The new INR 50 and INR 200 notes are rolled out to ease transactions says the Reserve Bank of India (RBI); will it really help the common man of India or is it more of a publicity stunt?
The row of colourful new bank notes continues in India as the RBI rolls out a fresh set of INR 50 and INR 200 currency notes. The RBI released the Annual Report for 2016-17 yesterday where currency management found a separate section. The intro reads, “Currency management during 2016-17 was geared towards managing the process of demonetisation of specified bank notes coming into effect in early November 2016 and the subsequent remonetisation by making available adequate quantity of banknotes to meet the legitimate demand of the public in the shortest possible time.”
The RBI annual report released yesterday under the supervision of Chief General Manager Jose K. Kattoor further states, “As a standard international practice, the design and security features of banknotes are reviewed periodically. In line with this practice, a new series (Mahatma Gandhi New Series) of banknotes in the new design, dimensions and denominations, highlighting the cultural heritage and scientific achievements of the country, was introduced during the year. As part of this process, banknotes in the denominations of INR 500 and INR 2,000 were introduced on November 8, 2016. New design notes in other denominations are due for a phased introduction.”
Renard series inspires INR 200
The decision of introducing the INR 200 notes was taken by the RBI in March 2017 and the much-awaited announcement was made a couple of days back. The Ministry of Finance announced the introduction of this never-seen-before denomination and said it fills up the missing link between INR 100 and INR 500 notes.
The central bank of a country has the authority to introduce new currency notes based on an assessment of various factors such as the economic performance of the country, the inflation, the need to change soiled/worn out notes and facilitation of transactions.
As the ease of transaction is deemed as one of the major reasons to introduce the INR 200 notes; the reference goes back to a French Army Engineer Colonel Charles Renard who devised a way to help the easiest transactions called Renard series.
The ratio of 1, 2 and 5 used as adjacent denominations also called as ‘preferred number’ series is a geometrically arranged series that helps in breaking the adjacent higher currency in the most suitable means. With the introduction of the INR 200 notes India now has 1, 2, 5, 10, 20, 50, 100, 200, 500 and 2,000 bills with only the INR 1,000 missing.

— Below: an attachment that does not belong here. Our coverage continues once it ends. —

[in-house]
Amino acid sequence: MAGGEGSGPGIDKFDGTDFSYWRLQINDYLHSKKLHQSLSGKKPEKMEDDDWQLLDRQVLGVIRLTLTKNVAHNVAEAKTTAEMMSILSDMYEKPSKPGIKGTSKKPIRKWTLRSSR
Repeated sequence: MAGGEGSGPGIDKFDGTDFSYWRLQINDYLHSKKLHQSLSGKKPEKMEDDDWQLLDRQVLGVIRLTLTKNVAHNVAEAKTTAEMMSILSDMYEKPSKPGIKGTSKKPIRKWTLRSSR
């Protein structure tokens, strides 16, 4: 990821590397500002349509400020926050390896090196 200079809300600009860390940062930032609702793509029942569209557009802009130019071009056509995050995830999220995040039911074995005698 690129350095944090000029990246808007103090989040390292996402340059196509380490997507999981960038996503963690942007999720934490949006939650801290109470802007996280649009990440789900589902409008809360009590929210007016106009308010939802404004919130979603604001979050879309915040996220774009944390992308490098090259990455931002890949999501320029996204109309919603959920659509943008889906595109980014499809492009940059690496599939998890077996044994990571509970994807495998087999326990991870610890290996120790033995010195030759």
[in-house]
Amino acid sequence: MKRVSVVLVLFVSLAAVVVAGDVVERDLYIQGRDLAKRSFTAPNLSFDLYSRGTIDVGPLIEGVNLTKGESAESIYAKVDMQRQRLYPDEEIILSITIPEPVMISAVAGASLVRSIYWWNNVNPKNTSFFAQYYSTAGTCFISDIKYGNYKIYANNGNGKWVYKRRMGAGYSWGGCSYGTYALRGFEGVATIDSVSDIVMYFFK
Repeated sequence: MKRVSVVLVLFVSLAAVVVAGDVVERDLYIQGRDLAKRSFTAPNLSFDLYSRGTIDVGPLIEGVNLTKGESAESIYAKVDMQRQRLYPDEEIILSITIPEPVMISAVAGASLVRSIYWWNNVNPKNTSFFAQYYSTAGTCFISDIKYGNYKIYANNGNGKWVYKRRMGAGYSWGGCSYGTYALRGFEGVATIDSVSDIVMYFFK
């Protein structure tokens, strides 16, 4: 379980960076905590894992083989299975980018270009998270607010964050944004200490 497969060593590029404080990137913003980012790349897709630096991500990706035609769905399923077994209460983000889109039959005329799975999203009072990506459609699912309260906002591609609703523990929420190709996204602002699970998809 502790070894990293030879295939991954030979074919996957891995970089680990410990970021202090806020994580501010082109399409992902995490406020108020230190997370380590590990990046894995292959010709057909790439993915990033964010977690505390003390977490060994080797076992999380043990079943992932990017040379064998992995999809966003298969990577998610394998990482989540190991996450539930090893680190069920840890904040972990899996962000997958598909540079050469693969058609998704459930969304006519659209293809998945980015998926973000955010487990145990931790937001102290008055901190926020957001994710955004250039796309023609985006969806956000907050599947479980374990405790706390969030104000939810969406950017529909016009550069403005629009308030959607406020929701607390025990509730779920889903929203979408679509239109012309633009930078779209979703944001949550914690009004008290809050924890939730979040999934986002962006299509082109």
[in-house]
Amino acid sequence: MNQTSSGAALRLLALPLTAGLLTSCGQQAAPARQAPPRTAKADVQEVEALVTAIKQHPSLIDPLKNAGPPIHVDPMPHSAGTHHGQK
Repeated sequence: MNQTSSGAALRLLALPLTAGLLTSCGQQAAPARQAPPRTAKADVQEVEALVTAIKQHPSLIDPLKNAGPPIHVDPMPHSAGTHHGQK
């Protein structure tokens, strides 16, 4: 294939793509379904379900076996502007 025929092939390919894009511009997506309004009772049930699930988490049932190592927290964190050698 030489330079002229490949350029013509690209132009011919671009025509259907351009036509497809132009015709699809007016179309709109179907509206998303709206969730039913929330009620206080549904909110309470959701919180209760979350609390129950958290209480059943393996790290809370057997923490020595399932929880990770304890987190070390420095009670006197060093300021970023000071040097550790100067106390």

As the Indian government is presumed to print a set of new INR 1,000 notes to complete 2/3 of the Renard series, the 1-2-5 series also finds usage in international currencies such as EURO and the British Pound.
Here’s a poll on the Twitter profile of RBI Governor Urjit Patel on demonetisation:
— Urjit Patel RBI News (@UrjitPatelRBI) November 17, 2016
Post demonetisation – Row of new notes
Terming it as remonetisation, the RBI report states, “Keeping in view the urgent need for making available adequate cash to all parts of the country at the shortest possible time, concerted efforts were made by the Reserve Bank and the printing presses to augment the production and supply of bank notes.” While the biggest challenge was to meet the demands, the RBI over the last 10 months has tried to cope up; however, the reports on a failed black money crackdown mission keeps haunting them. The report from RBI further states, “Reflecting these measures, total NiC increased rapidly to INR 15.06 trillion as on June 30, 2017, which was about 85 pc of the NiC as on November 4, 2016. Remonetisation continues to progress at a steady pace with an enhanced focus on printing and distribution to meet the currency demand.”
99.9% of the notes back in the banking system. 100s died in queues. The poor suffered the most. All this for what? https://t.co/cwnfHEGWD1
— Sitaram Yechury (@SitaramYechury) August 30, 2017
Was the crackdown on the black money a successful mission? The Reserve Bank of India figures reveal that 99.9 pc of the old INR 500 and INR 1,000 notes came back after the demonetisation was announced. That clearly suggests the failed attempt to tap the black money in the country. The over estimation of the government was that post demonetisation at least INR 3,000 to 4,000 billion won’t return to the banks as black money owners will be afraid of disclosing their income.
The recent figures released by RBI also talks about the cost incurred due to demonetisation and rolling out new currency notes. The Indian government spent INR 79.65 billion in printing new notes against INR 34.51 billion spent last year. Add to it the cost of establishing new banking systems and logistical expenditures.